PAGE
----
Year of the NCO: Stars of Progress
March 27, 2009
- Today, women are eligible for training in more than 90 percent of the Army's military occupational specialties.
- Female Soldiers comprise about 14 percent of the Army and Department of Defense's personnel strength.
- At Fort Lee, Va., there are currently six female Soldiers who've earned the distinction of sergeant major or higher.
Fort Lee, Va. (March 26, 2009) -- A,A Army Gen. Ann Dunwoody made history when she recently became the first four-star female general officer of the U.S. Armed Forces.
A quartermaster, Dunwoody made her mark as the two-star commanding general of the post's Combined Arms Support Command. She has long departed the installation, but the swath that she and others helped to cut has given way to a new generation of female achievers who wear stars as well.
No, they are not of the general officer variety.A,A They areA,A senior noncommissioned officers who, as sergeants major and command sergeants major,A,A hold the highest enlisted ranks in the U.S. Army.A,A There are currently six such female Soldiers on the installation who've earned the distinction - five at the Quartermaster Center and School and one more assigned to its U.S. Army Garrison.
No one seems to keep statistics on such an occurrence, but in these parts, the likelihood that six female Soldiers in the grade of E-9 have been assigned to the post at one time is quite remote.
"I do not recall that number (of female E-9s) in the past," said Larry Toler, deputy to the commander, QMC&S, who has worked at the schoolhouse since 2002. "We've had some excellent female sergeants major, but never this many at one time."
The fact that not many people can recall this little footnote in the post's history says either no one is paying attention or the rate of progress in terms of gender has been so rapid and pervasive that it's near some measure of commonality.A,A Regardless of how anyone sees it, it is progress, said Sergeant Maj. Donna King, assigned to the Logistics Training Department.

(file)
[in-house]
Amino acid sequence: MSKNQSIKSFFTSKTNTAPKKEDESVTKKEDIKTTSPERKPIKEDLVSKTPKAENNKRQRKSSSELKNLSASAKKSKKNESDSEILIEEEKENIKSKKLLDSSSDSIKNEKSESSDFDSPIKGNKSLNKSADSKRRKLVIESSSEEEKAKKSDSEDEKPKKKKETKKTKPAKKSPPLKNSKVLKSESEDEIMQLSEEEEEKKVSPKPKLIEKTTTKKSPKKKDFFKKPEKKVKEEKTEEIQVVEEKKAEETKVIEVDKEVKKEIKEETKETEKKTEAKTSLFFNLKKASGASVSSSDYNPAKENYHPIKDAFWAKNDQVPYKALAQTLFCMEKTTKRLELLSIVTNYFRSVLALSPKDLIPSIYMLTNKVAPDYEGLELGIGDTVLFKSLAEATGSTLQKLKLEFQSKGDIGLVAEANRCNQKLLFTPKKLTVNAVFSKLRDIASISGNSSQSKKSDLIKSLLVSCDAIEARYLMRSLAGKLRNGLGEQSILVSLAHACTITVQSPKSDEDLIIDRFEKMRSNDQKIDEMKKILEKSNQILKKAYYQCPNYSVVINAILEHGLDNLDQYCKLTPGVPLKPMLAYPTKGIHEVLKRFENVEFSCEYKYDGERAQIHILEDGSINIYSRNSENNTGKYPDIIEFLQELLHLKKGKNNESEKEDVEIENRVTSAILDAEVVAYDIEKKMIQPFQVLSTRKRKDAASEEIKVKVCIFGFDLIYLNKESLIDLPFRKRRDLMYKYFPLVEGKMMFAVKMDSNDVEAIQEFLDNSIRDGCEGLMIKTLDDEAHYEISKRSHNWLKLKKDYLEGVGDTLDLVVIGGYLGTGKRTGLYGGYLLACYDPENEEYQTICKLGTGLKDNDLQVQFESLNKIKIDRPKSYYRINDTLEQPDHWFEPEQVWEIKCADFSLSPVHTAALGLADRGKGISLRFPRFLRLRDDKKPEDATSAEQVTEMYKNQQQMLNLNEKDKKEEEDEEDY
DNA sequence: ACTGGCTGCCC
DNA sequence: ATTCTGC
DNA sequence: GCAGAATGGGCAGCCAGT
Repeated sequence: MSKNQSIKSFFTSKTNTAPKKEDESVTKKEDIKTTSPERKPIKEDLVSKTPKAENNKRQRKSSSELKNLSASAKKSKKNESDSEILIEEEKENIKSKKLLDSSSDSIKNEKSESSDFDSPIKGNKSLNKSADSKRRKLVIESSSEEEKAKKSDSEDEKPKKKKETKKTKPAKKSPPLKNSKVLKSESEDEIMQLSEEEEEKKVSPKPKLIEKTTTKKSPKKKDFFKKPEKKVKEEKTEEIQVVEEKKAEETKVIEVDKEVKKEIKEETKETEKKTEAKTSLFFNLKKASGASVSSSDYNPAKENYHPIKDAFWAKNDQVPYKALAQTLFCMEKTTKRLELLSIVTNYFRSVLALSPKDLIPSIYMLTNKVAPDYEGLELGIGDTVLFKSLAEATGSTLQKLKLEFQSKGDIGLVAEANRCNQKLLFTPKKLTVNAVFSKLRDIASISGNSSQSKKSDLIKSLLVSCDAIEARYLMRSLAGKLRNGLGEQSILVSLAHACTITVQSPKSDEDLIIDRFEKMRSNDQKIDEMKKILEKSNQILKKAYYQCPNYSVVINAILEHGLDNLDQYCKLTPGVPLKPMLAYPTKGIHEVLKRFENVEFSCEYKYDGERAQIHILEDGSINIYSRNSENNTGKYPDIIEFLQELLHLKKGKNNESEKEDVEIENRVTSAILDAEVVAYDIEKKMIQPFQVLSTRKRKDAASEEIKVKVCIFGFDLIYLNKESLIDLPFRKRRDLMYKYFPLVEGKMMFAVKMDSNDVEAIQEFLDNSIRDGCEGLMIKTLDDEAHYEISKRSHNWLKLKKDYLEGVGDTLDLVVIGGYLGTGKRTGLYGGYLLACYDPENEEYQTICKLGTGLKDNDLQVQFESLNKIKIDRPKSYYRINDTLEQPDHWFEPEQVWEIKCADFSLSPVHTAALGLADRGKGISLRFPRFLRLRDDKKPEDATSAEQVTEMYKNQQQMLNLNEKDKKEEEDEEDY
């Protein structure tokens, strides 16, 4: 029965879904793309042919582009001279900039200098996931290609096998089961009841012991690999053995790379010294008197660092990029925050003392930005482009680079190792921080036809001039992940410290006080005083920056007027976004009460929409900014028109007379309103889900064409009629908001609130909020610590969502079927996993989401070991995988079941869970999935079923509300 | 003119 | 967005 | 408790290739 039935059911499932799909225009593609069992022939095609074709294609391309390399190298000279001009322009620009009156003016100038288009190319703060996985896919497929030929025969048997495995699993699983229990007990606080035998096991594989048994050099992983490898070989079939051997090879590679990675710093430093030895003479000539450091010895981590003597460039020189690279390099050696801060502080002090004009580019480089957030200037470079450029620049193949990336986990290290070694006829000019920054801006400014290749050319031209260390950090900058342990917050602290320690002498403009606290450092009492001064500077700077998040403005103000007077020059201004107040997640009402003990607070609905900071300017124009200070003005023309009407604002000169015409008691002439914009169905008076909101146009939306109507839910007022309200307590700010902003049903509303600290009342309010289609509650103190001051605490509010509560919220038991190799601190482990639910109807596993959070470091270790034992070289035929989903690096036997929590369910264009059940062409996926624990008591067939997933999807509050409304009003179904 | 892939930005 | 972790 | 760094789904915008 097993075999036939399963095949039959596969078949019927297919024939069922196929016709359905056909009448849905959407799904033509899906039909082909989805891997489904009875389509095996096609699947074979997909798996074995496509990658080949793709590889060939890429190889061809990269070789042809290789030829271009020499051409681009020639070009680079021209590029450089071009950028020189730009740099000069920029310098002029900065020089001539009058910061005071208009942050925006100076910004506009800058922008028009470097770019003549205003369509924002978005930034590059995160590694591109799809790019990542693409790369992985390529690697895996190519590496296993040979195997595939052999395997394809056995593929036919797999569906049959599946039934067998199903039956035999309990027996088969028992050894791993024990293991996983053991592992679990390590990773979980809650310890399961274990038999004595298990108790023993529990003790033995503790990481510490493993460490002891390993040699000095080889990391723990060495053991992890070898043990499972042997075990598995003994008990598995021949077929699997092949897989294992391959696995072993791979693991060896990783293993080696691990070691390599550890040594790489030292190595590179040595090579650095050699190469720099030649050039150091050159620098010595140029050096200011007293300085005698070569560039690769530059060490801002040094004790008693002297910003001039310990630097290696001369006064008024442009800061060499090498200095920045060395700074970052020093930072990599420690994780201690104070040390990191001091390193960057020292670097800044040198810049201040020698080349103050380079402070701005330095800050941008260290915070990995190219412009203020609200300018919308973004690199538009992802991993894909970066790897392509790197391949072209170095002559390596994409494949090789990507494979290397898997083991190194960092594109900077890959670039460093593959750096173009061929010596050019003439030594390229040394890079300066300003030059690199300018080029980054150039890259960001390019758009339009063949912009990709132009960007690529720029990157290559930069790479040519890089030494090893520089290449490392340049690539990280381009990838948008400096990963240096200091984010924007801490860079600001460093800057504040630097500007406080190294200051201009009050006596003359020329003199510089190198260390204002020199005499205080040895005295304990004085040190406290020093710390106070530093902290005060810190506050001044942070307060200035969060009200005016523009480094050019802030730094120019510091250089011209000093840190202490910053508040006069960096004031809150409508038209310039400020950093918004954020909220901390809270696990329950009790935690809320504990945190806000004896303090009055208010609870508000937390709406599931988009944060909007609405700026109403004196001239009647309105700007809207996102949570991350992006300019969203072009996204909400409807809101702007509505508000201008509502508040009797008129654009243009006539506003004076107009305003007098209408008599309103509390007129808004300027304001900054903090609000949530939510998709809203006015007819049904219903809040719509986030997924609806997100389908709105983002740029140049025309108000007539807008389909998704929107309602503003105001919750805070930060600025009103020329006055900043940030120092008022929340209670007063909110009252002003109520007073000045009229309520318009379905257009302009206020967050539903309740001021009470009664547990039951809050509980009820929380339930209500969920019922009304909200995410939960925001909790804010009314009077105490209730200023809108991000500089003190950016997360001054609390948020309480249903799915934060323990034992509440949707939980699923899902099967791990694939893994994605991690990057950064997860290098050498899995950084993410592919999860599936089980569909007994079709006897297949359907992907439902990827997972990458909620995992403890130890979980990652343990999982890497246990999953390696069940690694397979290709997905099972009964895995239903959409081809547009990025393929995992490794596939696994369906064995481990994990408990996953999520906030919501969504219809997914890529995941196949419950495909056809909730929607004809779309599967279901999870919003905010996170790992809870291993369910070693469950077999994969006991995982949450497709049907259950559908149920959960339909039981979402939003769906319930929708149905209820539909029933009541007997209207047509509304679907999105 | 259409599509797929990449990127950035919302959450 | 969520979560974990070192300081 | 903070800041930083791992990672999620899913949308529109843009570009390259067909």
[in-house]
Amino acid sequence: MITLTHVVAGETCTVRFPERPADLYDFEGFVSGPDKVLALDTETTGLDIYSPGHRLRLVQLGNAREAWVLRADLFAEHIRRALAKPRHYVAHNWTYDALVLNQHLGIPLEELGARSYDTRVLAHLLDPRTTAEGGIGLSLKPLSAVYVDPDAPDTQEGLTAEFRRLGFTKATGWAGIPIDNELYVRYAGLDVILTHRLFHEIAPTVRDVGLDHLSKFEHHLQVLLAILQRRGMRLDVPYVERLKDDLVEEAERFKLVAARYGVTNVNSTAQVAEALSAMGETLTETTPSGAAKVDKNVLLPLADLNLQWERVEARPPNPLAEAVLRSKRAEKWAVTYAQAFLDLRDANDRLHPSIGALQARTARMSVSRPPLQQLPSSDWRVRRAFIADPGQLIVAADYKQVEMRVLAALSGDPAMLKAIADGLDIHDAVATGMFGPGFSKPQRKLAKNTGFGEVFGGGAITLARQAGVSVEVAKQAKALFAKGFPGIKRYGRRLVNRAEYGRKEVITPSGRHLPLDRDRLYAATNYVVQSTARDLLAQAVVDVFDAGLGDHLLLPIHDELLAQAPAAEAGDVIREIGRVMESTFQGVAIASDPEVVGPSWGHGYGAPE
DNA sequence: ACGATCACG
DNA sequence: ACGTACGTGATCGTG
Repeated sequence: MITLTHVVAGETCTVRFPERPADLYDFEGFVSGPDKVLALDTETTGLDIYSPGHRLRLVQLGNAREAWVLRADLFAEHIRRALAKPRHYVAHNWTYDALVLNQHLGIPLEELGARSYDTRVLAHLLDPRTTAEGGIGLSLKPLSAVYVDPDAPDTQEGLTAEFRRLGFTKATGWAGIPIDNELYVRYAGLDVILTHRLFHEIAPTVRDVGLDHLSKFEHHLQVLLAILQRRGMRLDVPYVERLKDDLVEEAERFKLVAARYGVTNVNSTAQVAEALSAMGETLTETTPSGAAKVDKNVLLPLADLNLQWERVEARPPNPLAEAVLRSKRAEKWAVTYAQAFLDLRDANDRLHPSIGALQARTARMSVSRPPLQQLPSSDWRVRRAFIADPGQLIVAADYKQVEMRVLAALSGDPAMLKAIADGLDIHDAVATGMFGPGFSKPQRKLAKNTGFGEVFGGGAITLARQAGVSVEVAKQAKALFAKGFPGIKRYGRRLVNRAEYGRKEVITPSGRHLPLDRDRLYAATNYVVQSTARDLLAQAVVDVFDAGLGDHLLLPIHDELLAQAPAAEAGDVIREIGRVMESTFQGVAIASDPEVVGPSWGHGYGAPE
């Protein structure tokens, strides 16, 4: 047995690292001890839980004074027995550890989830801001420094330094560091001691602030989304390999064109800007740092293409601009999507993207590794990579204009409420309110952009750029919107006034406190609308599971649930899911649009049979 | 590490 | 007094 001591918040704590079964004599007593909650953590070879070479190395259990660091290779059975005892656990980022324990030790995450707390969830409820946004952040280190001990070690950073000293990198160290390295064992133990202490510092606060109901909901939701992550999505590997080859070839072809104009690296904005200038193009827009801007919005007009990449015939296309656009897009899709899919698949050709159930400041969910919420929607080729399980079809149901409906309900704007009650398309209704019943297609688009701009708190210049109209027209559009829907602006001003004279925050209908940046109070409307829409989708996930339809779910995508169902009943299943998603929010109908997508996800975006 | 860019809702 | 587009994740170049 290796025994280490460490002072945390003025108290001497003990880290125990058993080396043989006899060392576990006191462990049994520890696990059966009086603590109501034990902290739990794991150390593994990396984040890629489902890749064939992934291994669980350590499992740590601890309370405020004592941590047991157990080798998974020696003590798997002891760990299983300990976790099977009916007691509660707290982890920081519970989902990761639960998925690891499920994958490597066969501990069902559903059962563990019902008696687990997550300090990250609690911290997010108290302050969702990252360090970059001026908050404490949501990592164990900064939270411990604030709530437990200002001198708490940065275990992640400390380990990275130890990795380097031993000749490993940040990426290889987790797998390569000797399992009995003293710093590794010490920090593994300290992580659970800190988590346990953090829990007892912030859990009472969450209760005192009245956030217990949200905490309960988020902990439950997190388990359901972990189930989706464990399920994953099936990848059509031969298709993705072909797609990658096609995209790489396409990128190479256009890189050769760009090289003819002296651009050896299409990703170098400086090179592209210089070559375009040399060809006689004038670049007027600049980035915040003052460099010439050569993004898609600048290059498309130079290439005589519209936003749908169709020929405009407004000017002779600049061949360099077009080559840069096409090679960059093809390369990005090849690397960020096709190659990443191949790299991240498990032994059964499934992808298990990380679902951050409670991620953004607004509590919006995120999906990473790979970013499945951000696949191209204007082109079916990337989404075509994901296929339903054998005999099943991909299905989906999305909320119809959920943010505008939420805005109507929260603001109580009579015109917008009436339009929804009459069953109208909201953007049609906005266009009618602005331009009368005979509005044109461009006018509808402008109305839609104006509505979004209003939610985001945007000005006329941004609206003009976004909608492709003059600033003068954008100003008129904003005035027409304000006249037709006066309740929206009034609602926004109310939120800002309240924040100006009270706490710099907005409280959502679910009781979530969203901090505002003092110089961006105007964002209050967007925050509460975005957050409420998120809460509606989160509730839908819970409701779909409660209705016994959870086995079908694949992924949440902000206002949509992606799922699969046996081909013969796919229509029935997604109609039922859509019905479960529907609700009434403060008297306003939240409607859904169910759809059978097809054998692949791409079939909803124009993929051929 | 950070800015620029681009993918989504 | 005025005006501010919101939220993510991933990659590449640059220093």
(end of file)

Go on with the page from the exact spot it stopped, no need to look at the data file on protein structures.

"We've come a long way," said the Arkansas native and automated supply specialist.A,A "When I first came in the Army (in 1983), women weren't allowed to go into certain jobs. Today we're afforded lots of opportunities.A,A You see female first sergeants, battalion and brigade sergeants major and you see them pilot aircraft and do other jobs.A,A We've definitely come along way."
Women have participated, either directly or indirectly (and in some cases illegally), in almost every major conflict in which the country has been involved.A,A In the early stages of the republic, their jobs were limited to noncombatant roles such as nurses, cooks and launderers.A,A In World War I and II, the roles were expanded to include radio electricians, draftsmen and telephone operators.
Today, women are eligible for training in more than 90 percent of the Army's military occupational specialties and comprise about 14 percent of the Army and Department of Defense's personnel strength.A,A The latter suggests that the Armed Forces in general and the Army in particular offers a worthwhile job opportunity/career path for many women.